This list of countries by traffic-related death rate shows the annual number of road fatalities per capita per year, per number of motor vehicles, and per vehicle-km in some countries in the year the data was collected.
According to the World Health Organization, road traffic injuries caused an estimated 1.25 million deaths worldwide in the year 2010. That is, one person is killed every 25 seconds. Only 28 countries, representing 449 million people (seven percent of the world's population), have adequate laws that address all five risk factors (speed, drunk driving, helmets, seat-belts and child restraints). Over a third of road traffic deaths in low- and middle-income countries are among pedestrians and cyclists. However, less than 35 percent of low- and middle-income countries have policies in place to protect these road users.
The average rate was 17.4 per 100,000 people. Low-income countries now have the highest annual road traffic fatality rates, at 24.1 per 100,000, while the rate in high-income countries is lowest, at 9.2 per 100,000.
Seventy-four percent of road traffic deaths occur in middle-income countries, which account for only 53 percent of the world's registered vehicles. In low-income countries it is even worse. Only one percent of the world's registered cars produce 16 percent of world's road traffic deaths. This indicates that these countries bear a disproportionately high burden of road traffic deaths relative to their level of motorization.
There are large disparities in road traffic death rates between regions. The risk of dying as a result of a road traffic injury is highest in the African Region (increasing 26.6 per 100Â 000 population), and lowest in the European Region (decreasing 9.3 per 100Â 000).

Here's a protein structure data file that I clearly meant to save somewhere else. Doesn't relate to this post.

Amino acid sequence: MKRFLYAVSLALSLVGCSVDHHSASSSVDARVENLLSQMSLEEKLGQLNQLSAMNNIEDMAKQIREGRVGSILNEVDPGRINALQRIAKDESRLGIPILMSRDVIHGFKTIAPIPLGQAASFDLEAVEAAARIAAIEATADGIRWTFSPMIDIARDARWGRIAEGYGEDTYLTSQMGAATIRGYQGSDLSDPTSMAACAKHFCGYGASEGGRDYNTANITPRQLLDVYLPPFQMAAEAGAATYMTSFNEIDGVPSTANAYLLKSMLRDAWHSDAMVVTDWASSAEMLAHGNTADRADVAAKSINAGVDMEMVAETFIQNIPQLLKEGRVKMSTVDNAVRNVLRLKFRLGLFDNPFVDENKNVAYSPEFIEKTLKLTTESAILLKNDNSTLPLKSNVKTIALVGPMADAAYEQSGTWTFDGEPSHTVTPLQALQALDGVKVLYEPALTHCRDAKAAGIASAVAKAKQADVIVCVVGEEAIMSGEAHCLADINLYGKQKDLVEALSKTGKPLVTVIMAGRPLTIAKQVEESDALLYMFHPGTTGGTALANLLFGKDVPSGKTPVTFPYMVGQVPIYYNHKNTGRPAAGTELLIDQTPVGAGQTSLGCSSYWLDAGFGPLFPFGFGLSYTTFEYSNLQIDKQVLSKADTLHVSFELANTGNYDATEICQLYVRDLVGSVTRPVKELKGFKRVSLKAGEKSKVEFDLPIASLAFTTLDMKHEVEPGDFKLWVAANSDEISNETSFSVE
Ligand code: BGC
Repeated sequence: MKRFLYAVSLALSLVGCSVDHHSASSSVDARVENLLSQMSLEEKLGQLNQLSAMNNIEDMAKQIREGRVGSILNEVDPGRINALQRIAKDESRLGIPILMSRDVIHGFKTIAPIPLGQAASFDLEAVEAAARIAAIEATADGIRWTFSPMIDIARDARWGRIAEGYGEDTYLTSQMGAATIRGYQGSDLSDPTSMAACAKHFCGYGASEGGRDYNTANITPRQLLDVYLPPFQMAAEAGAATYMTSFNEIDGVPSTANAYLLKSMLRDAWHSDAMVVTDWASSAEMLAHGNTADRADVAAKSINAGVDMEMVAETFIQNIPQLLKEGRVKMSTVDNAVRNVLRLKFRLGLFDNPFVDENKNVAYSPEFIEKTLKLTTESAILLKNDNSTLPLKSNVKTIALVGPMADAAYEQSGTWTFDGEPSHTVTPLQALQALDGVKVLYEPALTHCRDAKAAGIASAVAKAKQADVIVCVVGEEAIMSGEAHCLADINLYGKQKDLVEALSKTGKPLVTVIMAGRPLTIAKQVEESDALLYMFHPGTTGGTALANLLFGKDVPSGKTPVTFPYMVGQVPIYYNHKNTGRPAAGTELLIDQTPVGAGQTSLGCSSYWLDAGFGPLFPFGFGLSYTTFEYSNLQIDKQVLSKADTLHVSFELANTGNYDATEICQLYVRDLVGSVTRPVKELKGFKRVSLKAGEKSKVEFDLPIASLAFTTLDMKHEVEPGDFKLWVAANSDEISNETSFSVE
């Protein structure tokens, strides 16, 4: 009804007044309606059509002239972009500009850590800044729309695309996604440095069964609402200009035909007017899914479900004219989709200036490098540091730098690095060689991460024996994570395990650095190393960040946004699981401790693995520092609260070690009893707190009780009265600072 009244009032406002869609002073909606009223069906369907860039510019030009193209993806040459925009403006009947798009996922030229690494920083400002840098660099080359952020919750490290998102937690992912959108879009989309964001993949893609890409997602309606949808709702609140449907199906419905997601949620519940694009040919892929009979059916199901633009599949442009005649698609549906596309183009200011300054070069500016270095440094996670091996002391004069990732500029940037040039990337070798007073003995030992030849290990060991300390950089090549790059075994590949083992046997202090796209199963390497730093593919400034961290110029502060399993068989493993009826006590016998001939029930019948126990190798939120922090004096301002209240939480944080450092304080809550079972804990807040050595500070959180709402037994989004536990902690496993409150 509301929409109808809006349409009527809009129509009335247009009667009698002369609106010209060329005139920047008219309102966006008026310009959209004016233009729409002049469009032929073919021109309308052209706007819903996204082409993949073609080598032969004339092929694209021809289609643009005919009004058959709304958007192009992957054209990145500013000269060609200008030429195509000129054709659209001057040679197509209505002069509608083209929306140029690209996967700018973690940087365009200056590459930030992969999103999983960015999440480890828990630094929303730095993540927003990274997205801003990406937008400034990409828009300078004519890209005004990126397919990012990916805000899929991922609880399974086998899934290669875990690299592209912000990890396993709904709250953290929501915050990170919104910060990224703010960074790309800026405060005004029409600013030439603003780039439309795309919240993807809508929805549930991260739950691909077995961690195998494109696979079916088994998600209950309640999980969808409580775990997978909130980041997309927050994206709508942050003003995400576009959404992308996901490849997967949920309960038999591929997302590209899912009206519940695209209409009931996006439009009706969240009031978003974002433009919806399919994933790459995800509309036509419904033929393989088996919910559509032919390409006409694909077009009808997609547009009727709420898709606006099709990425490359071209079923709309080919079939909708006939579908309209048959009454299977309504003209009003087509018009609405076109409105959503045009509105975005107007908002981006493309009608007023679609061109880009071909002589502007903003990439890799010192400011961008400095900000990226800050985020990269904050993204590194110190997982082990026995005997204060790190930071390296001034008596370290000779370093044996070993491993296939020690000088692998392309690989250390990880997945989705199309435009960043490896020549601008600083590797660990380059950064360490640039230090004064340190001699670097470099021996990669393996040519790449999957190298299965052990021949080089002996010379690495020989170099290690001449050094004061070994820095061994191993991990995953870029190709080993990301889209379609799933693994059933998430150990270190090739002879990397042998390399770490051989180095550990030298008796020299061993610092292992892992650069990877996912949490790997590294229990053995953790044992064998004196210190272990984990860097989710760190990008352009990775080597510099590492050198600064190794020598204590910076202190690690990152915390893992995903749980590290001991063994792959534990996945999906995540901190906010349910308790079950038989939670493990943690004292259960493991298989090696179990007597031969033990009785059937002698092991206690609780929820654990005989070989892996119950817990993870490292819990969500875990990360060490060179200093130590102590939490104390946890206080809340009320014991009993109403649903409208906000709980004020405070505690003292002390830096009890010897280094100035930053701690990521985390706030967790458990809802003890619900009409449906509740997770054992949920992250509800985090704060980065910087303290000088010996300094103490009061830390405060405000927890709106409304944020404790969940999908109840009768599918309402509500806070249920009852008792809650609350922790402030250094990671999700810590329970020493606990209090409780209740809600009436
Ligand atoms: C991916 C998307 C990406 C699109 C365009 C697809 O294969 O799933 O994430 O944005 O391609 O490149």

Half of the world's road traffic deaths occur among motorcyclists (23 percent), pedestrians (22 percent) and cyclists (5 percent) â" i.e., "vulnerable road users" â" with 31 percent of deaths among car occupants and the remaining 19 percent among unspecified road users.
Adults aged between 15 and 44 years account for 59 percent of global road traffic deaths. Seventy-seven percent of road deaths are males.
The total fatalities figures comes from the WHO report (table A2, column point estimate, pp.Â 264â"271) and are often an adjusted number of road traffic fatalities in order to reflect the different reporting and counting methods among the many countries (e.g., "a death after how many days since accident event is still counted as a road fatality?" (by international standard adjusted to a 30-day period), or "to compensate for under-reporting in some countries".
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The table shows that the highest death tolls tend to be in African countries, and the lowest in European countries. The table first lists geographic regions before alphabetically sorted countries. A comparison between left-handed and right-handed traffic cannot be done without taking into account a variety of confounding factors such as the degree of compliance with traffic regulations, the level of policing, GDP per capita, the median/mode of the age of cars and many more.
- Epidemiology of motor vehicle collisions
- Traffic collision
- Road-traffic safety
- Smeed's law
- List of countries by vehicles per capita
- List of motor vehicle deaths in Australia by year
- Road toll (Australia and New Zealand)
- List of motor vehicle deaths in Japan by year
- List of motor vehicle deaths in U.S. by year
- List of road traffic accidents deaths in Republic of Ireland by year
- List of causes of death by rate